Since 2006, seven cricketers have been penalised for ball tampering, but none as harsh as the three Aussies —all of whom confessed.
In Chennai, you can ride your bike in the neighbourhood, feel the wind in your hair and keep the cloying humidity out of your scalp; a cop will stop you for breaking the law, but when you smile sweetly and ask nicely, he will let you go.
In Delhi, you can drive home from work late at night, sipping from a can of cold, strong beer, and when the policeman pulls you up, tell him how you’re stuck between a prissy boss and a bossy spouse, and he will empathise and let you go.
In Bangalore, you might drive up a one-way street on a Sunday, and an inspector will halt you. Plead that you have half a litre in your tank and can’t take the right way, and you will be sent along with a wave.
In Mumbai, you can be out looking for a quarter of Old Monk, or a herbal smoke, at three in the morning, when the local khaki lord stands in your way. Tell him where you got your contraband, and he will make sure you get home safe.
All these are crimes, or infractions at the very least. But, depending on where you live, and what you do, you will know which crimes are considered not really crimes, by the people who enforce the law.
In the West, where drinking and driving is a complete no-no, driving a little faster than the speed limit is considered acceptable. This in countries where speed traps are ubiquitous and the probability of being caught is matched by the severity of punishment.
Cricket does not operate in a vacuum, and there is a good reason why ball tampering is barely considered wrong. For one, every single team does it. For another, it is almost impossible to be caught doing the crime, charged and then censured, without the involvement of an outside party: The broadcasters.
Without video evidence of ball tampering — and most major cricket matches have 30-plus high definition cameras focussed on the field of play at all times — all it takes is for a player to deny wrongdoing, and even if the umpires — some of whom would have resorted to the same tricks at lower levels of the game — know that the ball has been diddled, there is little they can do about it.
Sandpapergate, which resulted in Cricket Australia banning its captain, Steve Smith, for a year, its star batsman, David Warner, for as much, and Cameron Bancroft, the one who did the physical alteration, for nine months, brought the issue to the fore.
But, just as these three were made examples of for admitting to conspire to do something, rather than the act itself, there are scores of cricketers who commit, on a daily basis, various acts of ball tampering that go unnoticed or unchecked.
Sample the evidence: Since 2006, there have been seven cases of cricketers being penalised for ball-tampering, including the latest — Sri Lanka’s Dinesh Chandimal against the West Indies. In every single case, video evidence has won the day, and in every instance it has been a player from the visiting team in a bi-lateral series.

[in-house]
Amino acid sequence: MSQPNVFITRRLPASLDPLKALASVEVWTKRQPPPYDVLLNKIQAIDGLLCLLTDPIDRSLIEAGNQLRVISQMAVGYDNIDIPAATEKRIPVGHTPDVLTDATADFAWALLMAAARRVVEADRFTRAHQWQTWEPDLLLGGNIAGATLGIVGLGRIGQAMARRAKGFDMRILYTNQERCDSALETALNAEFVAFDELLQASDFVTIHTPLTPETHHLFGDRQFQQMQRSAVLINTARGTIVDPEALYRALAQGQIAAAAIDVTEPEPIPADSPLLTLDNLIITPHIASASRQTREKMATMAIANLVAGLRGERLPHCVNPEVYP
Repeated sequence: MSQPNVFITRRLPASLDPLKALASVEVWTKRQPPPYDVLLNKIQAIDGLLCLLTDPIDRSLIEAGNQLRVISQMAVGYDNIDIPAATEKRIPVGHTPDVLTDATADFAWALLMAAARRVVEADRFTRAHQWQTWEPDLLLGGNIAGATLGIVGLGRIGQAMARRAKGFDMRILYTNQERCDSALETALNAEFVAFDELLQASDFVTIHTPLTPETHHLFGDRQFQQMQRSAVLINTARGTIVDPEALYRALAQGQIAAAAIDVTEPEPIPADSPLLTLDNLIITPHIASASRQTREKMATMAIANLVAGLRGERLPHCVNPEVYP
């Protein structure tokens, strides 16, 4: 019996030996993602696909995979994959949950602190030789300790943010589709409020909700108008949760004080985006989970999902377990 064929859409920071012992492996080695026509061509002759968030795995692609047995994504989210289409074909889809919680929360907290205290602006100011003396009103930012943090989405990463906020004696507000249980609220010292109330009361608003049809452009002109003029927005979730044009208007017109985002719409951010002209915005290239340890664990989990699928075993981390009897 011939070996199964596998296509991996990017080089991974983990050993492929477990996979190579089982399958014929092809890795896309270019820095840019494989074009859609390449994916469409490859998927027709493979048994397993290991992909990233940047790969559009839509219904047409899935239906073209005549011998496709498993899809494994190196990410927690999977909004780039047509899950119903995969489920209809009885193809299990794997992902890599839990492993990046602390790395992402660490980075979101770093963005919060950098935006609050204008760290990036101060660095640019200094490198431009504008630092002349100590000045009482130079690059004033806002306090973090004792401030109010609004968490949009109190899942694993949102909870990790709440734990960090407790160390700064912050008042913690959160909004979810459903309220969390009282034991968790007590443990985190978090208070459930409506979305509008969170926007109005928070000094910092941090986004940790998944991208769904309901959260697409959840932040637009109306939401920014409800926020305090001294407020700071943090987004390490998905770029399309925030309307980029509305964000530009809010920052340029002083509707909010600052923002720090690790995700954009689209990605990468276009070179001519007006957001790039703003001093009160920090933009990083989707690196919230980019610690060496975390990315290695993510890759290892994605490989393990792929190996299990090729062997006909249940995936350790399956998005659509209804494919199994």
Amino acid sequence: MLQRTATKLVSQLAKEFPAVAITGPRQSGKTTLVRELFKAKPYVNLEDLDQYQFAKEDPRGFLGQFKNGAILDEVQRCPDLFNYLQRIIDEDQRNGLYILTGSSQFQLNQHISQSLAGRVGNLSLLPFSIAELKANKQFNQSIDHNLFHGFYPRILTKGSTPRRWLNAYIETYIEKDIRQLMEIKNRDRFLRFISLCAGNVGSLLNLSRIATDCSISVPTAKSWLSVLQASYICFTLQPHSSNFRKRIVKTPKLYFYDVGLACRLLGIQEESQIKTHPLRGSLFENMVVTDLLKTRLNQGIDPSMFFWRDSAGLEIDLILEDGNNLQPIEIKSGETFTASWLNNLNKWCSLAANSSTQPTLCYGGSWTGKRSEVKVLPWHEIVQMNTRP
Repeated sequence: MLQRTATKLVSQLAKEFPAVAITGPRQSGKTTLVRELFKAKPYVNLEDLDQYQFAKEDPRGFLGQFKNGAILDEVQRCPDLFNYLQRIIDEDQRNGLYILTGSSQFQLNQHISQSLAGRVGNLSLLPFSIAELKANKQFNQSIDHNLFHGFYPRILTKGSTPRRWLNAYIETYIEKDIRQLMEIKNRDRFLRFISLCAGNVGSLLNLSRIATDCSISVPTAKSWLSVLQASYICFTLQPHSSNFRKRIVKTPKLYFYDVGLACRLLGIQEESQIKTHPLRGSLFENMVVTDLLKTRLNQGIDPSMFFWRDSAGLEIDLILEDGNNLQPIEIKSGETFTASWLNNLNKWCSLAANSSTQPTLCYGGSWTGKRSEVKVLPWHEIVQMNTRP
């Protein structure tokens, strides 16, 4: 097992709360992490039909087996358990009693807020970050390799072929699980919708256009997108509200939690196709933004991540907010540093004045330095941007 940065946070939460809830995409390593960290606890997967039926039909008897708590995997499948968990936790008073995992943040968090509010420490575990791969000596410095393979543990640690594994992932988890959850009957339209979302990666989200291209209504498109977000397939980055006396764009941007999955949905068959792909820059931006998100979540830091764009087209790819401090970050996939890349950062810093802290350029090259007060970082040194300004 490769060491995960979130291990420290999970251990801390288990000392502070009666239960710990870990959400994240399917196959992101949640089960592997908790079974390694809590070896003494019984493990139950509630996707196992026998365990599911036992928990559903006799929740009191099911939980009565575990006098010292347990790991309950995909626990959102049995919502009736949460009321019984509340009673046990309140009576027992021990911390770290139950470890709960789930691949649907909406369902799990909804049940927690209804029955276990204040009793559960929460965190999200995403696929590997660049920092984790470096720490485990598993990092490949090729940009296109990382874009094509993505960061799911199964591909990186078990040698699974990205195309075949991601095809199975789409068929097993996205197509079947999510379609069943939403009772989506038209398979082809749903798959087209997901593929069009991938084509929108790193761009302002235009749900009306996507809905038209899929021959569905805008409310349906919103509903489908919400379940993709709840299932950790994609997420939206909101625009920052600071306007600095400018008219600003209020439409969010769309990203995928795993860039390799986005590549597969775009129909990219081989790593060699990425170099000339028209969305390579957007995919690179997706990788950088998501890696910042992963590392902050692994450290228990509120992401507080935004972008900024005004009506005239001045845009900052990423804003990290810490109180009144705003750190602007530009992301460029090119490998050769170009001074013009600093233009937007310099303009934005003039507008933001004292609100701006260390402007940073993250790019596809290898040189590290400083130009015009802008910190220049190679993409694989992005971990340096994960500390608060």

In cricket there is always a host broadcaster in a bi-lateral series. And, typically, these broadcast rights are sold for such exorbitant prices that breaking even is difficult.
Hypothetically — and there is no reason to believe he has or would ever do such a thing — if Virat Kohli was working the ball in the first Test of a five-Test series, would it be in the best interests of the host broadcaster to put that evidence out? How much of a difference would it make to the top-line if Kohli was playing every game of that series rather than serving a suspension? And, think of the freelance cameraman, the line-editor, the producer of the broadcast, isn’t this a decision well above their pay grade?
The International Cricket Council has a long history of not paying for the technology it uses to adjudicate in-game decisions. From the stationary cameras that help the third umpire adjudicate run outs and stumpings, to the ball-tracking, edge-recognition and other aids, the ICC leaves this all to the broadcaster, at their cost.
Which is perhaps why only one instance of ball tampering has ever come up in an ICC tournament, way back in 2013, and even then the umpires merely changed the ball giving no reason, did not impose the five-run penalty or accuse someone of wrongdoing, because they may never have got the footage to back them up.
Over the years, cricketers have done different things to gain an advantage while painting outside the lines. In the Ranji Trophy, you will hear about a team that bowled first and later cropped the outfield really close, in the dark of night, when they were going to bat next, in an attempt to allow the fours to flow.
In league cricket, you will know someone who kept the balls in a freezer all night, so as to constrict the seam and keep the leather hard. In school cricket, you will know a coach who had such a good liquid dinner with an umpire that his ragged off-spinner would bowl from one end and never come under any scrutiny.
Cricket loves outrage, and because there is little chance of coming down hardest on the worst crimes, the system spends its time convicting the weakest: Those who confess, those failed by the system, and those who are more sinned against than sinning.
Anand Vasu is a freelance journalist. He tweets @anandvasu